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Tycoon's Graft Bill Fails to Impress

Billionaire United Russia Duma Deputy Andrei Skotch has drafted a bill that would require officials to declare their expenses, although critics have dismissed it as effectively toothless unless Russia ratifies Article 20 of the UN Convention against Corruption.

Skotch submitted the bill to the Duma in late December, following through on an order from President Dmitry Medvedev late last month in his state-of-the-nation address.

But no date for a first reading has been set, and the Duma legal department can decide against allowing the bill at all, said Oleg Zhdanov, spokesman for Irina Yarovaya, who heads the Duma's security and anti-corruption committee.

Some lawmakers and anti-corruption experts say the bill, as it stands, would be ineffective as it only obliges personnel departments to verify expenses but does not require that they be made public or for the expenses of officials' adult children to be declared.

Kirill Kabanov, head of the National Anti-Corruption Committee, a nongovernmental organization, said the introduction of the bill would be pointless unless Russia ratified Article 20 of the UN corruption convention, which requires making it a criminal offense for officials to use their position to illicitly enrich themselves.

"This is an effective mechanism that can lead to the detection and seizure of property abroad," Kabanov said. "And the main goal of corrupt businesses in Russia is to siphon off assets abroad."

Yarovaya would not comment on the bill because it has not yet been considered, Zhdanov told The Moscow Times.

Lawmakers said they were puzzled by the fact that Skotch — who is not a member of the committee fighting corruption but deals with CIS affairs — failed to consult the committee about the bill. Repeated calls to Skotch's spokesman Albert Istomin went unanswered Wednesday.

Government spokesman Dmitry Peskov told The Moscow Times that the executive branch would prepare an alternative bill by mid-April, as Medvedev had ordered in late December.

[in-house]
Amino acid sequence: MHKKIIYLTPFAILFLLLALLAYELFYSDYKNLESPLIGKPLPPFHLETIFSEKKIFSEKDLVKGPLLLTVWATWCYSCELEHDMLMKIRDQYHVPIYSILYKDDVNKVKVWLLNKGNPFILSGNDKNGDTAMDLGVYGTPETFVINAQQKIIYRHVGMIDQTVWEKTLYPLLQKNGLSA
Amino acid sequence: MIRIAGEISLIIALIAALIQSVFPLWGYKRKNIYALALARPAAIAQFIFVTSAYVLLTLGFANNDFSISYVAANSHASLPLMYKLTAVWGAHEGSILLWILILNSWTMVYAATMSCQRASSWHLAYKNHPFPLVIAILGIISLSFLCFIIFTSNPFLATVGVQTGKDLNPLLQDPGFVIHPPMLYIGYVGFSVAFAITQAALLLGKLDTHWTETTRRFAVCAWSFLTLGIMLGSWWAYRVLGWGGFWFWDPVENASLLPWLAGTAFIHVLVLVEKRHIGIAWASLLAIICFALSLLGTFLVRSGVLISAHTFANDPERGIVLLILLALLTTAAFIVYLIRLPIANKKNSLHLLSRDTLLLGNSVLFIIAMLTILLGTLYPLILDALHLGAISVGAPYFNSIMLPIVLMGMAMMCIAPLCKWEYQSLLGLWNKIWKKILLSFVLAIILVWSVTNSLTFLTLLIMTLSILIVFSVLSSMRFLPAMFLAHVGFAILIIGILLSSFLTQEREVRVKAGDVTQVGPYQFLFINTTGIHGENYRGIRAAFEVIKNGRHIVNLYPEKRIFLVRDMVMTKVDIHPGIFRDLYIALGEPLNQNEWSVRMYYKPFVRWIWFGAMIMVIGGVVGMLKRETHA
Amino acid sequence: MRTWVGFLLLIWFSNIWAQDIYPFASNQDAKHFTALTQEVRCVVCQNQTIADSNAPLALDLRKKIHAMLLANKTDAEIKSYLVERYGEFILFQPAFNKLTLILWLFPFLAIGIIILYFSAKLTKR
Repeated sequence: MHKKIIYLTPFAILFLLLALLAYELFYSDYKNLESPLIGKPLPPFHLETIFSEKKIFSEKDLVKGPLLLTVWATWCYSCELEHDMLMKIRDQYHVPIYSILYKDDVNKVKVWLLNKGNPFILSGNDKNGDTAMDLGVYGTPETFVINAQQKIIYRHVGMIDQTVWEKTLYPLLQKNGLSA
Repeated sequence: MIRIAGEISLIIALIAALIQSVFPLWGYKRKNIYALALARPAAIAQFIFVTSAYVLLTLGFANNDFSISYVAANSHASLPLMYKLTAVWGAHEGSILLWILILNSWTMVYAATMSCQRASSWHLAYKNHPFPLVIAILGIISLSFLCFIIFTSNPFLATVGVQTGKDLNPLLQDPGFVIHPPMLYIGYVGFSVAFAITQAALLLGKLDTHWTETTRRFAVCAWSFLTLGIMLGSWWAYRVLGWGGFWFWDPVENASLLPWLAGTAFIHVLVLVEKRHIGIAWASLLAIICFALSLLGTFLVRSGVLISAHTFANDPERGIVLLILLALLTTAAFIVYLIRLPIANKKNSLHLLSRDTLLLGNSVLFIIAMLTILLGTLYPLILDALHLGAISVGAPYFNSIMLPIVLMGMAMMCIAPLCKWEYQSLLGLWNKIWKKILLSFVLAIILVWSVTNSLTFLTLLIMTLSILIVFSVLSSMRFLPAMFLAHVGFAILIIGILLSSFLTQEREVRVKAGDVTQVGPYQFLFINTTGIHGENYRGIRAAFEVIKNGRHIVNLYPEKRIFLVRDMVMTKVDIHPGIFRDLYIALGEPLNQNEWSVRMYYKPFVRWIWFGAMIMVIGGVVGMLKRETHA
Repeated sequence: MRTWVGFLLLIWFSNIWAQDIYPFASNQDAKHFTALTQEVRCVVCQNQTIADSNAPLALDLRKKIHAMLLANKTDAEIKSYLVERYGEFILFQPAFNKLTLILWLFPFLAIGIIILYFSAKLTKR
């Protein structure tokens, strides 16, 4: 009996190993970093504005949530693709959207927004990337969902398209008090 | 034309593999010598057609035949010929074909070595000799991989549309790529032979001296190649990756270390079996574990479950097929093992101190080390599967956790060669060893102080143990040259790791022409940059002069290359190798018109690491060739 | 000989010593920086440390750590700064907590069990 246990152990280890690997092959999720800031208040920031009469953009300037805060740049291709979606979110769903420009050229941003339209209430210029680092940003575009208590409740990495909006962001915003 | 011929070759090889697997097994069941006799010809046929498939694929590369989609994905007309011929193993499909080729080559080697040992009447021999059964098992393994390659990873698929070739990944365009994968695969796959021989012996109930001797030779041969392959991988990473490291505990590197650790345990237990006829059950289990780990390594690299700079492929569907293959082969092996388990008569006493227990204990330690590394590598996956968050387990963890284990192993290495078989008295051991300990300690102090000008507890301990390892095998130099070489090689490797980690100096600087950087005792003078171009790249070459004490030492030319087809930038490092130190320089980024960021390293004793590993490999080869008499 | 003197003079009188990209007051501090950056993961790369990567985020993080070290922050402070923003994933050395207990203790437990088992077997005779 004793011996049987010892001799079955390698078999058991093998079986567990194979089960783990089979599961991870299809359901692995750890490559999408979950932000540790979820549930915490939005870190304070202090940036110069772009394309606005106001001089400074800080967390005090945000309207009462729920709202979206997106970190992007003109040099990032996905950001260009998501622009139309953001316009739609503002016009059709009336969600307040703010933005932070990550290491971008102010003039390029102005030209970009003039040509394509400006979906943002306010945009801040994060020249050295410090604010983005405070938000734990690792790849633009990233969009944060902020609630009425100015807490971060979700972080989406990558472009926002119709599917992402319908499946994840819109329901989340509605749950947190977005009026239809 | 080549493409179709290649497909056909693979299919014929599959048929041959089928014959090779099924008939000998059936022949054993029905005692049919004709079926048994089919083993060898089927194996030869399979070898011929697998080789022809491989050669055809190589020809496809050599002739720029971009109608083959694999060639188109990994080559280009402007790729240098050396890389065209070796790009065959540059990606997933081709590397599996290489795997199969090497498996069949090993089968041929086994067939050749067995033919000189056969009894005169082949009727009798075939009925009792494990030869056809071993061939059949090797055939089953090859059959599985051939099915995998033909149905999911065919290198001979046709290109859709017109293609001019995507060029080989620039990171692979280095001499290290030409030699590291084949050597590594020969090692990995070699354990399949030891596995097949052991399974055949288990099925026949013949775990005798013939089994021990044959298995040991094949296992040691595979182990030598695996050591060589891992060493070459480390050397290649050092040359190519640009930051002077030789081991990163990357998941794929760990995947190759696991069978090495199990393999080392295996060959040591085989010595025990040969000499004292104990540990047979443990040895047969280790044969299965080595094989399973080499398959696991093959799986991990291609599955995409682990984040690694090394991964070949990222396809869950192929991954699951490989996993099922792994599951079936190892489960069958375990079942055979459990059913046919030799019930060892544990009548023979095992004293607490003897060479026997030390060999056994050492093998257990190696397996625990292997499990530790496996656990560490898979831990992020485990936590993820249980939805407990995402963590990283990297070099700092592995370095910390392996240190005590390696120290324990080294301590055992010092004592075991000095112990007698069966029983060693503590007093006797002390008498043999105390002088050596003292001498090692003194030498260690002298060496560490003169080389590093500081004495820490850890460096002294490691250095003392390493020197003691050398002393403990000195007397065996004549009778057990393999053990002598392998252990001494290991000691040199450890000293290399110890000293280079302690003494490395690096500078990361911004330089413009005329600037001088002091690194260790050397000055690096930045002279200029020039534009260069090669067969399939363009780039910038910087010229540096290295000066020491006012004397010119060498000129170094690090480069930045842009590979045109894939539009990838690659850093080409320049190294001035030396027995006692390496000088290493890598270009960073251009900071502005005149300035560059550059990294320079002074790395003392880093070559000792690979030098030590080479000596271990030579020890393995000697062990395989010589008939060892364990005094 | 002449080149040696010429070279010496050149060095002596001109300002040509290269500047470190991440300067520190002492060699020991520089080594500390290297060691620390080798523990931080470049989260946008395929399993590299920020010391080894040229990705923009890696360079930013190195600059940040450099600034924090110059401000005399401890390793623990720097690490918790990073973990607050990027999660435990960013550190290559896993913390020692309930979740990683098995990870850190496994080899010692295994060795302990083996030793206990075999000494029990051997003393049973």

Prime Minister Vladimir Putin also said last March that officials must declare their expenses.

Kabanov, a former member of the Kremlin anti-corruption council under Medvedev, said the president had "tried" several times to "get support" from other authorities to ratify Article 20, but some officials had protested that the article was unconstitutional.

The Constitutional Court spoke in favor of ratifying Article 20 in 2001 and 2004, Nezavisimaya Gazeta reported in May. Russia ratified the Convention, except for Article 20, in February 2006.

Vyacheslav Timchenko, first deputy head of United Russia's faction in the Duma, told The Moscow Times that the party would "absolutely support" the bill but would "actively work on its contents to make it as transparent and understandable for the population as possible."

Timchenko said expense declarations should be made public but their "credibility" must only be examined by "oversight bodies if any citizen has doubts" about it.

"We have a presumption of innocence," he said. "Publicity will guarantee that the provided information is true."

The current draft of the bill requires the personnel department of the agency where the official works to send requests to banks and tax agencies to verify an expense declaration and forces such institutions to reply, excluding expenses from data considered bank secrets.

Timchenko also said it would be useless to oblige grown children of officials to declare their expenses because officials can register their property with distant relatives.

Gennady Gudkov, of the Duma's anti-corruption committee, told Izvestia that the declarations would only be effective if they included the expenses of officials' children and were made public, rather than just checked by subordinates.

Information about the assets and income of Skotch himself, a business partner of Kremlin-friendly businessman Alisher Usmanov in the Metalloinvest holding, has been controversial.

Skotch had ceded his shares in Metalloinvest to his father, a pensioner, and said in 2010 that his main income came from his lawmaker's salary, but last year reported a 10-fold increase in his income to 20 million rubles ($631,000), Vedomosti reported Wednesday.

But Forbes last year placed Skotch 29th on the list of Russia's richest people with an estimated wealth of $3.9 billion.

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